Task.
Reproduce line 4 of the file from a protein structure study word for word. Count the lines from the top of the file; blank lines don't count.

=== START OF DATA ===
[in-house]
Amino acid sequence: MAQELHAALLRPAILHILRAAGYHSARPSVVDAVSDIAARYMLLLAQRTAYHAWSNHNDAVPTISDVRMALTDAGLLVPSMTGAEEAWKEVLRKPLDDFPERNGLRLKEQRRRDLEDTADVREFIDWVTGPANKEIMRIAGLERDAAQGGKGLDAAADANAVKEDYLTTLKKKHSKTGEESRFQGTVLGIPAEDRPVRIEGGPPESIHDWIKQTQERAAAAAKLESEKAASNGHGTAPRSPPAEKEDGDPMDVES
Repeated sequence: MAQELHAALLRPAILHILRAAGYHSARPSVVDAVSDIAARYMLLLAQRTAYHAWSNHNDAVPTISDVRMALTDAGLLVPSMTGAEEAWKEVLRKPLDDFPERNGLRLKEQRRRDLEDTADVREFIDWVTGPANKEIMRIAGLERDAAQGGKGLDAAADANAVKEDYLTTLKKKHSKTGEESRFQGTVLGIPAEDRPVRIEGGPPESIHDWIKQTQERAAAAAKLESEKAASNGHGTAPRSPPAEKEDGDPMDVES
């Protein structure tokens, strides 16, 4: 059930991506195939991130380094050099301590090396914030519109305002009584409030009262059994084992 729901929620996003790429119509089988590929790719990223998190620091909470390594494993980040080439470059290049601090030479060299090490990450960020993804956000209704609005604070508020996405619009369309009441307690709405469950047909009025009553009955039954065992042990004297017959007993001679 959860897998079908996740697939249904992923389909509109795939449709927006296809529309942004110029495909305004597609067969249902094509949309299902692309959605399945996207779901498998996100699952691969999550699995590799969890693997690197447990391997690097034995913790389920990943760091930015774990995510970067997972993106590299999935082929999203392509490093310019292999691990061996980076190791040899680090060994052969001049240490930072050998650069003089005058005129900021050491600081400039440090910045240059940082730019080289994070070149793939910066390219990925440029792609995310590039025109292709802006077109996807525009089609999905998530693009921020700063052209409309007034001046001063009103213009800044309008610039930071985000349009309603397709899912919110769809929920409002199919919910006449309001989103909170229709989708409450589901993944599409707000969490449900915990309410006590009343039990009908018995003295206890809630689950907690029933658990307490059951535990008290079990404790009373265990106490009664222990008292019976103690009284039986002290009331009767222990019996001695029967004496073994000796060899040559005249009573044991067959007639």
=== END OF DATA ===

């Protein structure tokens, strides 16, 4: 059930991506195939991130380094050099301590090396914030519109305002009584409030009262059994084992 729901929620996003790429119509089988590929790719990223998190620091909470390594494993980040080439470059290049601090030479060299090490990450960020993804956000209704609005604070508020996405619009369309009441307690709405469950047909009025009553009955039954065992042990004297017959007993001679 959860897998079908996740697939249904992923389909509109795939449709927006296809529309942004110029495909305004597609067969249902094509949309299902692309959605399945996207779901498998996100699952691969999550699995590799969890693997690197447990391997690097034995913790389920990943760091930015774990995510970067997972993106590299999935082929999203392509490093310019292999691990061996980076190791040899680090060994052969001049240490930072050998650069003089005058005129900021050491600081400039440090910045240059940082730019080289994070070149793939910066390219990925440029792609995310590039025109292709802006077109996807525009089609999905998530693009921020700063052209409309007034001046001063009103213009800044309008610039930071985000349009309603397709899912919110769809929920409002199919919910006449309001989103909170229709989708409450589901993944599409707000969490449900915990309410006590009343039990009908018995003295206890809630689950907690029933658990307490059951535990008290079990404790009373265990106490009664222990008292019976103690009284039986002290009331009767222990019996001695029967004496073994000796060899040559005249009573044991067959007639």